We may be comfortable with this criticism as it’s directed at these ancient religious leaders. But it’s notable that, even though we have this long-standing criticism within our Scripture, Christians of various stripes see our interpretation of Jesus’ Way as God’s will for all Christians (maybe all human beings). Doubtless, I believe we should all be living into the Great Story, but for Christians who grow passionate about their world-view as the vision of God’s will for their surrounding culture, the parallels to not only Sharia and fiqh, but their suspect political-ideological applications continue to mount.
When Traditions Become Echo Chambers
Each Abrahamic faith comprises a variety of traditions with their own ways of casting the vision of the entire faith—some differing only in emphasis, others differing dramatically. In Judaism, life direction centers on Halakha, which is sometimes seen as just laws (Torah and other traditions), but is more genuinely known (like Shariah) as “the path Jews walk.” And let’s not forget that early Christians identified themselves as followers of the Way (ἡ ὁδός), a particular path to walk as Jews (Acts 9:2). The imagery of walking a certain path seems to translate well across the Abrahamic faiths.
That said, part of the point in the biblical story I mentioned above is that human beings (especially, perhaps, religious ones) are prone to thinking they have a reliable, even comprehensive map of the Way. And what’s more, we search out self-justifying echo chambers in which our life- and world-view are validated by a group of like-minded people. The religious leaders whom Jesus called out were perfectly open to accountability when it was offered by like-minded others; such accountability means “holding me to the standard that I already know full and well and to which I am already committed.” But their openness to accountability did not include the possibility of an outsider—even the living God—speaking a better, truer (if alternative) word to guide their lives. That’s how echo chambers work. When a critic enters, their message may be delivered, but it’s then ridiculed rather than received.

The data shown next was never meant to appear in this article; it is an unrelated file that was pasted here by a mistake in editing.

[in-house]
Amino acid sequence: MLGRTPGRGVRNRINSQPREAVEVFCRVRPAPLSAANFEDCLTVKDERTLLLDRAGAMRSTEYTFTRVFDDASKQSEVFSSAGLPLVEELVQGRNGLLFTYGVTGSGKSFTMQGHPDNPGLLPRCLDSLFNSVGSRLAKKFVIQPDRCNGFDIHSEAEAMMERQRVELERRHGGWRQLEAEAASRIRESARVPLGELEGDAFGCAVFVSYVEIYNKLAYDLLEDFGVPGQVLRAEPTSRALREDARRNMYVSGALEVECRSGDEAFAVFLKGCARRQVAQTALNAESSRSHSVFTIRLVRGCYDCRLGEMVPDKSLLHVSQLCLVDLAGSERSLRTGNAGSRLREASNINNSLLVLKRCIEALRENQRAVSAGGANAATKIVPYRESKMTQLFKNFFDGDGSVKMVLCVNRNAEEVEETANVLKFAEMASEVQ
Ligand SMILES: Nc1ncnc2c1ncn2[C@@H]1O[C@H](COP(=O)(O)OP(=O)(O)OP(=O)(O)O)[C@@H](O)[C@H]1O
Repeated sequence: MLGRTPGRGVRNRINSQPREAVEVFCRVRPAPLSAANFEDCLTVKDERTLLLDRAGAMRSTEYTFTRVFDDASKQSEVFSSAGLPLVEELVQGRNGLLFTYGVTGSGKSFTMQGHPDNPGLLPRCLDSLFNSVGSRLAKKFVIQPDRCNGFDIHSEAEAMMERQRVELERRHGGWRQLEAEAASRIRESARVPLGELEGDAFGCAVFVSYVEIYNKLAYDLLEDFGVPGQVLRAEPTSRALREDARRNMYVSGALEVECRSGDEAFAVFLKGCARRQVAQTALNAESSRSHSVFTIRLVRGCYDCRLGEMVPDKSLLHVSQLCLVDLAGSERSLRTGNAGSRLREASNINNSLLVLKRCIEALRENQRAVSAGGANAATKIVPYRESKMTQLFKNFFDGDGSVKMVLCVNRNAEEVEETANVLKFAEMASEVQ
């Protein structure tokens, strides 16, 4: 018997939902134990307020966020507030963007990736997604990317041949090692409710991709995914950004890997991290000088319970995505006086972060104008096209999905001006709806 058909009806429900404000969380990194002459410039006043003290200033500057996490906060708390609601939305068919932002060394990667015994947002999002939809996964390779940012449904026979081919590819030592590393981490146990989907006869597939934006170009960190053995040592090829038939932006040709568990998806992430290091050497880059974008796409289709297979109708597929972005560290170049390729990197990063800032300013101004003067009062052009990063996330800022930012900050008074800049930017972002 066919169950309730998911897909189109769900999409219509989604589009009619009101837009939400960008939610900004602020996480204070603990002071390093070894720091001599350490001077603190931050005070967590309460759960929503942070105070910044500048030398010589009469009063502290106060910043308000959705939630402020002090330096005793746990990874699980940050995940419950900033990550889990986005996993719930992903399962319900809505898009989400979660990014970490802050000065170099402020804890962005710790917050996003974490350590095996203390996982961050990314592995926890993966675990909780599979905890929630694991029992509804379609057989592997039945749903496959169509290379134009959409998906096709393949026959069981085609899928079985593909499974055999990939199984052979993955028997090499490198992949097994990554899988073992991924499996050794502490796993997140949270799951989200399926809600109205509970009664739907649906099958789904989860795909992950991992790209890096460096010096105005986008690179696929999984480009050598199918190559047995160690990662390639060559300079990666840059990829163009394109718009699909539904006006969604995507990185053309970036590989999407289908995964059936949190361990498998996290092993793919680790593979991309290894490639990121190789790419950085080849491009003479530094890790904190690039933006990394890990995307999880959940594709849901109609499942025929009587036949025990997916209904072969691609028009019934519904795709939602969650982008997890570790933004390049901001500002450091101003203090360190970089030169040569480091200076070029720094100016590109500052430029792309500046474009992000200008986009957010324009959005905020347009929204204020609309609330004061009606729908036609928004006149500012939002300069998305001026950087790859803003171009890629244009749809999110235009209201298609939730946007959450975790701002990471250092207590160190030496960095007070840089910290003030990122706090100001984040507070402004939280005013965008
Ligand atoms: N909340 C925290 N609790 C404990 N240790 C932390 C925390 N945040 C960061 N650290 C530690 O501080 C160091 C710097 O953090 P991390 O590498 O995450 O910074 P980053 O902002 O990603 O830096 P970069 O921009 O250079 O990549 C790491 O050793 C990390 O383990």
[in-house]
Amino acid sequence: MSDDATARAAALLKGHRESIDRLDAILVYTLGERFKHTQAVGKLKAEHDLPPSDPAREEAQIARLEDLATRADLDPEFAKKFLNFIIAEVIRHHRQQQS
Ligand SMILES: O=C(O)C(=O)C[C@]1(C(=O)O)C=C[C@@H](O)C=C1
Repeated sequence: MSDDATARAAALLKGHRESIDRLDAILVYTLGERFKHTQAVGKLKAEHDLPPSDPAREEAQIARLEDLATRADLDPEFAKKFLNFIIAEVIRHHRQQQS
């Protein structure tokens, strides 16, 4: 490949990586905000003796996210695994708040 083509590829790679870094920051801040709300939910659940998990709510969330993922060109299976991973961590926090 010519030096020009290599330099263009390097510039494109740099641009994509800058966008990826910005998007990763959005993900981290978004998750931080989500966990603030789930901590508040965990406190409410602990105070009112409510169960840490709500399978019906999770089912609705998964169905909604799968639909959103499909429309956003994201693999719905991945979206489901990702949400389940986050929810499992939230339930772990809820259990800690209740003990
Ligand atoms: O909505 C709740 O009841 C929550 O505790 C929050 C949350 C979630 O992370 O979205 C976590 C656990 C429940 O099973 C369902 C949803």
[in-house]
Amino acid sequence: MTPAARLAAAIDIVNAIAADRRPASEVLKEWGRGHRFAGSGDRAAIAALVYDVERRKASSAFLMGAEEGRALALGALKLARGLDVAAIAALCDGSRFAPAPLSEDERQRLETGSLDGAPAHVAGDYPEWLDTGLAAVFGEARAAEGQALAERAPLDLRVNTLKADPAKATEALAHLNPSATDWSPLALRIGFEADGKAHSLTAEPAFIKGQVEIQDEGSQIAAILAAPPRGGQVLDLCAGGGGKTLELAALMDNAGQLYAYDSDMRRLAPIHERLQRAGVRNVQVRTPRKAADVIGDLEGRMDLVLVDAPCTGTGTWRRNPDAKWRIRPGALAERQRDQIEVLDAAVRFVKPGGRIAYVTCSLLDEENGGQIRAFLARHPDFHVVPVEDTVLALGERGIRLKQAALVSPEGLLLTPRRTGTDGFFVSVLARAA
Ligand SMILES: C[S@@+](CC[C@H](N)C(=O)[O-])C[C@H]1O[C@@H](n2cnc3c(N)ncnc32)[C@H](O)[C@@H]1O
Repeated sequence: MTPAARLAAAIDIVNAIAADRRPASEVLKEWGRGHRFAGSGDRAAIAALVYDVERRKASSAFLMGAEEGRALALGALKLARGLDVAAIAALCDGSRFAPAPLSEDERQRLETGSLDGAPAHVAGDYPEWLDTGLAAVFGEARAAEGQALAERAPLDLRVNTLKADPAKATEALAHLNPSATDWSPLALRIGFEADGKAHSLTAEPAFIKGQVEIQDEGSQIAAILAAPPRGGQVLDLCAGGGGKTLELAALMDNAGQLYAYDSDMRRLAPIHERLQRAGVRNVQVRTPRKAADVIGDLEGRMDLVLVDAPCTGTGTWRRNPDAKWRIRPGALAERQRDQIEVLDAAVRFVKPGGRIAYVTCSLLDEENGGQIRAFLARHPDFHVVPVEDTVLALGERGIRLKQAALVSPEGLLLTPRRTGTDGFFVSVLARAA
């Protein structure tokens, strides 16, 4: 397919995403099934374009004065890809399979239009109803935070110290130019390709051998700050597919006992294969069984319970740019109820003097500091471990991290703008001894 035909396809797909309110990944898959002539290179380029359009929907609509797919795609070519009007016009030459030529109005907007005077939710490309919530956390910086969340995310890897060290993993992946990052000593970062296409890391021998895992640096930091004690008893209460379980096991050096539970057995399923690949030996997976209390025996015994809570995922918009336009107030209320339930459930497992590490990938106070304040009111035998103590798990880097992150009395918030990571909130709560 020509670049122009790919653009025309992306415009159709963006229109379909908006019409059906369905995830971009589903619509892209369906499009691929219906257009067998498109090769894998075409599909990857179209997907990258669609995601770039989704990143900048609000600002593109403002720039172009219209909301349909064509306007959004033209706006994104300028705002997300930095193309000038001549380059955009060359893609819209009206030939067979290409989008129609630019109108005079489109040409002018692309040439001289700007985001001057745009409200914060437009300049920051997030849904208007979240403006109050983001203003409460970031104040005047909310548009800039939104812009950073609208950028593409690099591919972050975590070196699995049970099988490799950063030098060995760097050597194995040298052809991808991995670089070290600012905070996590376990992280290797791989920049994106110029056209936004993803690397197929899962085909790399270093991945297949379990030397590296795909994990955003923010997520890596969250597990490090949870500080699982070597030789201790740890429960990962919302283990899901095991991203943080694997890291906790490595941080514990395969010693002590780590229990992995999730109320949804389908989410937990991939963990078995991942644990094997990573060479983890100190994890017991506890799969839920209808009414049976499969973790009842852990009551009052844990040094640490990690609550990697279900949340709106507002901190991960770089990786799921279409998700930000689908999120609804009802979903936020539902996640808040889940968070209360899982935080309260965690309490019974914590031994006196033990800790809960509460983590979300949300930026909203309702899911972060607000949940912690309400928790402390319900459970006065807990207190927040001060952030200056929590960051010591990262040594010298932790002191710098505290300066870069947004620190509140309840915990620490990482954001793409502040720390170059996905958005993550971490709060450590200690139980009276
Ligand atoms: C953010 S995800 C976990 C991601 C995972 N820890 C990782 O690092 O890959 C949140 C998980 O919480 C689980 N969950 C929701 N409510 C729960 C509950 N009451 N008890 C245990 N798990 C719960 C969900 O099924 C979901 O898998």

Jesus’ own response, not only to the Pharisees but also to us, is the fulfillment of the line in Isaiah that follows the one he quoted above. Isaiah continues where Jesus left off, “so I will again do amazing things with this people, shocking and amazing. The wisdom of their wise shall perish, and the discernment of the discerning shall be hidden” (29:14). While we cannot exactly come up with these amazing things on our own steam (though we may wish we could), we can practice a spirit of openness to the living God’s guiding voice wherever we may find it.
Which Way from Here?
On some details, the differences between traditions’ interpretations of “the path we walk” can be traced to different ways of interpreting their faith’s Book (not to mention differing opinions about the nature of that book to begin with). Even a strict, “literal” approach to Scripture (Jewish, Christian, or Muslim) does not guarantee agreement about the life- and world-view it is said to contain.
But if we’re being honest, not all of our differences can or should be traced to our interpretation of Scripture. Human beings bring a fair amount of experience with them to the art of interpreting their sacred texts—something Methodists recognize and value in the “Wesleyan Quadrilateral,” which recognizes the authority of Scripture and tradition, but also reason and experience in guiding Christian lives. At the same time, Christians have caught at least some views and values from sources they may need to scrutinize more carefully. We take in values through our experiences of family, race, gender, sexuality, and class; we are committed to the visions of social groups, for example, as Americans and/or as political partisans. So, when we talk about Christian spiritual formation, we are also sometimes talking about counter-formation.
All of this speaks to the potential fruitfulness of learning to express a diversity of views within a healthy church fellowship. Such a context might provide the opportunity to learn not only how to interact maturely with people who think differently from us as Christians, but also where our understanding of some issue may not be the obvious biblical or Christian view. We don’t have all the truth ourselves, and we cannot anticipate all the ways we need to grow and repent—we have blind spots. Besides, following the Way involves more than holding fast to the truth: the path leads toward Christlikeness. So, we must learn to receive “others” as God’s gifts to us. Christians need the perspective of a variety of incarnate guides to follow the Way on toward this most beautiful end.